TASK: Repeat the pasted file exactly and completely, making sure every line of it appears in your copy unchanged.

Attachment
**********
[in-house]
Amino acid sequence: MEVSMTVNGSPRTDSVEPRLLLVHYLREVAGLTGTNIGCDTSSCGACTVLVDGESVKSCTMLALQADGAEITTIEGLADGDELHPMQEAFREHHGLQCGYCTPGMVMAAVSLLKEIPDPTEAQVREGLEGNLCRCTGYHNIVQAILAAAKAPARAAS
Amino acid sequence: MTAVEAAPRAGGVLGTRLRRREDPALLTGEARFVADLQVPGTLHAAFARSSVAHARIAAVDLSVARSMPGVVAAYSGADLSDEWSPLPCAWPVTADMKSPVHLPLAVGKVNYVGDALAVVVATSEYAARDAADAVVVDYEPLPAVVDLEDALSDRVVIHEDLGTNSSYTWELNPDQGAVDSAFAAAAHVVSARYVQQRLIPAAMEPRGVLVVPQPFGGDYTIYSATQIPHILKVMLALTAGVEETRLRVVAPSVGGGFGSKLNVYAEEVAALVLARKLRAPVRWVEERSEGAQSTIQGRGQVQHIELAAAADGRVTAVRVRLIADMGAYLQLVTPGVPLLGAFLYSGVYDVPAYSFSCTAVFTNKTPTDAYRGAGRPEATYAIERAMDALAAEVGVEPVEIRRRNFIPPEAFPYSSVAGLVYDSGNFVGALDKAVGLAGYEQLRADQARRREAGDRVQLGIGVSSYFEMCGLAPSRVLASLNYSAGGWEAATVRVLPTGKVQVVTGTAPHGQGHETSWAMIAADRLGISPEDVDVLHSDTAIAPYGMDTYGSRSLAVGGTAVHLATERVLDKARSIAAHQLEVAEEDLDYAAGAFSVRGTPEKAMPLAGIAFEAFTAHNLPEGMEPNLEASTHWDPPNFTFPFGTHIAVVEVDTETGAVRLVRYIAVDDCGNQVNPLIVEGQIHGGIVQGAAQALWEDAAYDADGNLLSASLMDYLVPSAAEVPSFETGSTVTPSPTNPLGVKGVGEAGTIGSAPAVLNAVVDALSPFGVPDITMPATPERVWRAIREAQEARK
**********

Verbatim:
[in-house]
Amino acid sequence: MEVSMTVNGSPRTDSVEPRLLLVHYLREVAGLTGTNIGCDTSSCGACTVLVDGESVKSCTMLALQADGAEITTIEGLADGDELHPMQEAFREHHGLQCGYCTPGMVMAAVSLLKEIPDPTEAQVREGLEGNLCRCTGYHNIVQAILAAAKAPARAAS
Amino acid sequence: MTAVEAAPRAGGVLGTRLRRREDPALLTGEARFVADLQVPGTLHAAFARSSVAHARIAAVDLSVARSMPGVVAAYSGADLSDEWSPLPCAWPVTADMKSPVHLPLAVGKVNYVGDALAVVVATSEYAARDAADAVVVDYEPLPAVVDLEDALSDRVVIHEDLGTNSSYTWELNPDQGAVDSAFAAAAHVVSARYVQQRLIPAAMEPRGVLVVPQPFGGDYTIYSATQIPHILKVMLALTAGVEETRLRVVAPSVGGGFGSKLNVYAEEVAALVLARKLRAPVRWVEERSEGAQSTIQGRGQVQHIELAAAADGRVTAVRVRLIADMGAYLQLVTPGVPLLGAFLYSGVYDVPAYSFSCTAVFTNKTPTDAYRGAGRPEATYAIERAMDALAAEVGVEPVEIRRRNFIPPEAFPYSSVAGLVYDSGNFVGALDKAVGLAGYEQLRADQARRREAGDRVQLGIGVSSYFEMCGLAPSRVLASLNYSAGGWEAATVRVLPTGKVQVVTGTAPHGQGHETSWAMIAADRLGISPEDVDVLHSDTAIAPYGMDTYGSRSLAVGGTAVHLATERVLDKARSIAAHQLEVAEEDLDYAAGAFSVRGTPEKAMPLAGIAFEAFTAHNLPEGMEPNLEASTHWDPPNFTFPFGTHIAVVEVDTETGAVRLVRYIAVDDCGNQVNPLIVEGQIHGGIVQGAAQALWEDAAYDADGNLLSASLMDYLVPSAAEVPSFETGSTVTPSPTNPLGVKGVGEAGTIGSAPAVLNAVVDALSPFGVPDITMPATPERVWRAIREAQEARK